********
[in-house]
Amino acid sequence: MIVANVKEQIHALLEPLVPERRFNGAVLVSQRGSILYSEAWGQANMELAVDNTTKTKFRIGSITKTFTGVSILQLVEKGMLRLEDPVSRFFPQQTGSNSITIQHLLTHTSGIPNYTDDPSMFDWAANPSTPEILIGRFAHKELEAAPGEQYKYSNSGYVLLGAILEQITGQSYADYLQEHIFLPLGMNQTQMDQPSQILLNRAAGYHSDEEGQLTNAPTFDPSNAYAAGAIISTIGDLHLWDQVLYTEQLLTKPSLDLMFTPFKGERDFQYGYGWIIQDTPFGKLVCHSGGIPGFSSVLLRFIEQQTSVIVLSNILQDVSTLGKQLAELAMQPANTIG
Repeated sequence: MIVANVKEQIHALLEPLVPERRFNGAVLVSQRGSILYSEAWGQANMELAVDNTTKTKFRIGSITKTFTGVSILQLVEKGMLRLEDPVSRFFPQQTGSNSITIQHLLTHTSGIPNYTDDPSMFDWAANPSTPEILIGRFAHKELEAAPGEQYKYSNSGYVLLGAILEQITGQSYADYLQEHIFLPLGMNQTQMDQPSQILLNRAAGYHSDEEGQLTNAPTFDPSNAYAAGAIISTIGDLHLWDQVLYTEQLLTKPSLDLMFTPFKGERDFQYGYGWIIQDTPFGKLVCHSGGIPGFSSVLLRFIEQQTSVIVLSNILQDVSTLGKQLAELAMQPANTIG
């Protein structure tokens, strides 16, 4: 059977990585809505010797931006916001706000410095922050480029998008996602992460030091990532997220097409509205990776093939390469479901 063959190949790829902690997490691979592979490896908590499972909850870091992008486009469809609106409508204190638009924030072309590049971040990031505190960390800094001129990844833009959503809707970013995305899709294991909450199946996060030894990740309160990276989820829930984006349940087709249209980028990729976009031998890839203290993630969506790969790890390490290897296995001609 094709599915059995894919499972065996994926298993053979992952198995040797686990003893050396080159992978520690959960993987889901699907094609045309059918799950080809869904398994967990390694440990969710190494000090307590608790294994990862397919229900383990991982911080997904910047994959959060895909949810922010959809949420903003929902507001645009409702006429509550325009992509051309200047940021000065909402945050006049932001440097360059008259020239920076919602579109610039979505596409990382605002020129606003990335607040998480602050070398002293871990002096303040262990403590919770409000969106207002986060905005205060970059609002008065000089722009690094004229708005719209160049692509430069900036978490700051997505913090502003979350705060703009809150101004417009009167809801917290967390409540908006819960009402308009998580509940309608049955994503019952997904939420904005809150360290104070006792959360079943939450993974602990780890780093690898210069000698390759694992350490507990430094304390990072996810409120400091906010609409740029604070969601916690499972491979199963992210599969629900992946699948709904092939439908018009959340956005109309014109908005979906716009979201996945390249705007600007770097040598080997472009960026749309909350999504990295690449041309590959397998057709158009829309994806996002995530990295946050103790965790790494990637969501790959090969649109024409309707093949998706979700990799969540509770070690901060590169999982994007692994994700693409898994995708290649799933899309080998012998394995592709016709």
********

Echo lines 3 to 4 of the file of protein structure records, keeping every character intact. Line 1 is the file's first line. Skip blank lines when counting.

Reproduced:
Repeated sequence: MIVANVKEQIHALLEPLVPERRFNGAVLVSQRGSILYSEAWGQANMELAVDNTTKTKFRIGSITKTFTGVSILQLVEKGMLRLEDPVSRFFPQQTGSNSITIQHLLTHTSGIPNYTDDPSMFDWAANPSTPEILIGRFAHKELEAAPGEQYKYSNSGYVLLGAILEQITGQSYADYLQEHIFLPLGMNQTQMDQPSQILLNRAAGYHSDEEGQLTNAPTFDPSNAYAAGAIISTIGDLHLWDQVLYTEQLLTKPSLDLMFTPFKGERDFQYGYGWIIQDTPFGKLVCHSGGIPGFSSVLLRFIEQQTSVIVLSNILQDVSTLGKQLAELAMQPANTIG
């Protein structure tokens, strides 16, 4: 059977990585809505010797931006916001706000410095922050480029998008996602992460030091990532997220097409509205990776093939390469479901 063959190949790829902690997490691979592979490896908590499972909850870091992008486009469809609106409508204190638009924030072309590049971040990031505190960390800094001129990844833009959503809707970013995305899709294991909450199946996060030894990740309160990276989820829930984006349940087709249209980028990729976009031998890839203290993630969506790969790890390490290897296995001609 094709599915059995894919499972065996994926298993053979992952198995040797686990003893050396080159992978520690959960993987889901699907094609045309059918799950080809869904398994967990390694440990969710190494000090307590608790294994990862397919229900383990991982911080997904910047994959959060895909949810922010959809949420903003929902507001645009409702006429509550325009992509051309200047940021000065909402945050006049932001440097360059008259020239920076919602579109610039979505596409990382605002020129606003990335607040998480602050070398002293871990002096303040262990403590919770409000969106207002986060905005205060970059609002008065000089722009690094004229708005719209160049692509430069900036978490700051997505913090502003979350705060703009809150101004417009009167809801917290967390409540908006819960009402308009998580509940309608049955994503019952997904939420904005809150360290104070006792959360079943939450993974602990780890780093690898210069000698390759694992350490507990430094304390990072996810409120400091906010609409740029604070969601916690499972491979199963992210599969629900992946699948709904092939439908018009959340956005109309014109908005979906716009979201996945390249705007600007770097040598080997472009960026749309909350999504990295690449041309590959397998057709158009829309994806996002995530990295946050103790965790790494990637969501790959090969649109024409309707093949998706979700990799969540509770070690901060590169999982994007692994994700693409898994995708290649799933899309080998012998394995592709016709």